U.S. District Judge Dee Benson was unmoved by a crestfallen apology from a Salt Lake County businessman on Thursday.
“I think deceit is one of his most apparent characteristics. I’m not even sure about the speech he gave me today,” Benson said of the apology before sentencing 40-year-old Adam Michael Webber on one count of dealing firearms without a license and five counts of tax fraud.
He sentenced Webber to four years in a federal prison and a $100,000 fine, shocking family and friends who sat behind the defendant in the courtroom to offer their support. They had submitted letters calling Webber generous and charitable. Those letters, Benson said, painted a picture inconsistent with the person he became acquainted with over the past three years.
“I appreciate the effort,” the judge said, “but I don’t believe a lot of it.”
The prosecution had asked for 37 months and a $250,000 fine.
Webber was convicted by a jury last year of selling firearms without a license and tax fraud. Initially, he had also been accused of smuggling and gun trafficking. Those counts were thrown out because of what the judge said were mistakes made by the prosecution.
And, after the conviction, Benson himself made an error in the jury instructions, the judge said Thursday, noting that he granted Webber a new trial on the count of dealing in firearms without a license. In May, however, Webber pleaded guilty to the charge.
Prosecutors initially said Webber had acquired more than 2,000 firearms between 2008 and 2012 to be sold. After the plea deal, the number was adjusted down to “well over 200” firearms, court documents state. Federal investigators seized 369 firearms from a warehouse and 11 from Webber’s home, according to court documents.
In 2007, Webber and his brother had agreed to never apply for a federal firearms license or deal in weapons. The agreement was part of a civil settlement with the U.S. government after federal agents seized several firearms that belonged to Webber in 2005.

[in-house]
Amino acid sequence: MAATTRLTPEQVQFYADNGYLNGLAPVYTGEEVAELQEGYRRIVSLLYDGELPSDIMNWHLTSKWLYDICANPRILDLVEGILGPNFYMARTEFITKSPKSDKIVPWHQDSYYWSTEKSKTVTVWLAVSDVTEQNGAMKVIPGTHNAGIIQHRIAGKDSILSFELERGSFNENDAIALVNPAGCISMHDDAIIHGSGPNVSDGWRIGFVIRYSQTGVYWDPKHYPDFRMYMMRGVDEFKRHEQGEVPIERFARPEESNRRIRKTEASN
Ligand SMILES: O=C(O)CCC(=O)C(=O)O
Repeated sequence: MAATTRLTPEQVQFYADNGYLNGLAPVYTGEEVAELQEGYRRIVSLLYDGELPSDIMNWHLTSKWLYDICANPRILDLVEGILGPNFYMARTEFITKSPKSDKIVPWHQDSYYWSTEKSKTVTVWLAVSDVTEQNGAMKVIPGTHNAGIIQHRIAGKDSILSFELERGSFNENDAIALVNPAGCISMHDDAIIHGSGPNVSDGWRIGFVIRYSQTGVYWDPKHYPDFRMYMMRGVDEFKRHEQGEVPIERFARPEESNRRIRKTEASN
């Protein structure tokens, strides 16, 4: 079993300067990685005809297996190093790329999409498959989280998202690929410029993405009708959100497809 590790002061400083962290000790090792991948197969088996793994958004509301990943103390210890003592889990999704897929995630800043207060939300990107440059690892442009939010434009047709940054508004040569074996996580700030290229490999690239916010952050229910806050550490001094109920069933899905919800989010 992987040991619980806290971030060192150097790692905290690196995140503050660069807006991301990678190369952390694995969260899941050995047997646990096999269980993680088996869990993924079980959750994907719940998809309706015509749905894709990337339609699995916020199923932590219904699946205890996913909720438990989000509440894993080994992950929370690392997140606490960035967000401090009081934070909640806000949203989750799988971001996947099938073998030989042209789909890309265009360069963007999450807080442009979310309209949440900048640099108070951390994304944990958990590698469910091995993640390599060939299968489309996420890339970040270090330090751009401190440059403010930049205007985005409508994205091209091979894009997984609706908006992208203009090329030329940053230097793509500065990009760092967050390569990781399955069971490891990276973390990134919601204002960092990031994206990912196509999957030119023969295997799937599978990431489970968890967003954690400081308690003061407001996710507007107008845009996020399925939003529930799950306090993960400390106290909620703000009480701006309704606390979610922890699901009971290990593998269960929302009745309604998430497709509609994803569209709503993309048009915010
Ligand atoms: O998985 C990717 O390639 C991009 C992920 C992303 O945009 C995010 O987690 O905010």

The same year, Webber operated HK Parts, an online market for unregulated firearm parts and accessories, out of the basement of his Rose Park home. In 2008, he added firearms to the product line, according to prosecutors. In addition to selling firearms online, he met with customers in a parking lot to sell guns, according to court documents.
Defense attorney Rebecca Skordas said during the sentencing hearing that only 1.8 percent of HK Parts’ sales could be attributed to the sale of firearms.
“The idea that he profited from illegal wealth is not accurate,” Skordas said.
From 2007 and 2010, Webber earned more than $10 million in gross receipts from his business, between the legal sale of parts and the illegal sale of firearms.
The prosecution doesn’t know how much of the income came from illegal sales versus legal sales, said prosecuting attorney Kathleen Barry said Thursday.
But, Webber also was found guilty of underreporting how much he made in both his legal and illegal sales, reporting just $183,397 in gross receipts on tax forms.
He twice sold firearms to undercover agents with the Bureau of Alcohol, Tobacco, Firearms and Explosives.
Webber bought a house in $670,000 — in cash and under his wife’s name — according to court documents. He sheltered the home with a “sham limited liability company and the charade of a promissory note and mortgage worth less in reality than the paper on which it was printed,” court documents state. Skordas argued on Thursday that that decision was made based on advice from the couple’s real estate broker.
Webber paid $1.8 million in restitution to the IRS prior to the sentencing hearing.
The judge is allowing him to self-surrender to prison on Jan. 22, 2018. After serving four years of prison, he will be under supervised release for three years.
Both the prosecuting and defense attorneys declined to comment after the hearing.
Some 45 letters were submitted on Webber’s behalf, vouching for his character and asking the judge to be lenient with the sentencing.
Webber apologized to his wife and kids, to the judge and to each of the prosecuting attorneys. The trial had caused “suffering of many, including family and associates,” he said. “I caused them sorrow, stress and pain.”
“I was taught to take honest inventory of my actions. Your honor, my conduct was wrong,” he said.
He had done everything he could to make amends, he said, and asked the judge to sentence him to probation only.
But Benson handed down a harsher punishment, calling Webber “manipulative.”
“From my view of him, he is deceitful,” Benson said. “He is remarkably deceitful.”
Gun smuggling and trafficking charges had been dismissed because of “prosecutorial mistakes,” Benson said, adding that he can’t ignore that history.
“Gun trafficking was far more serious than anything that came up with the sale of guns domestically ... I’m not making a finding because those counts were dismissed, but there was something to them,” he said.
Webber had been briefly employed by the Salt Lake County Sheriff’s Office, before he was fired for “misrepresenting his criminal history,” Barry said.
Salt Lake County Sgt. Kevin Hunter confirmed Webber had worked as a protective services officer — such as a bailiff or security officer — from March 2002 to September 2003. Hunter didn’t know why Webber had left the sheriff’s office.
Selling guns without a license “isn’t the worst in the world,” Benson said. But, the other charges were serious, he added, calling the “enormity of the lie ... quite remarkable.”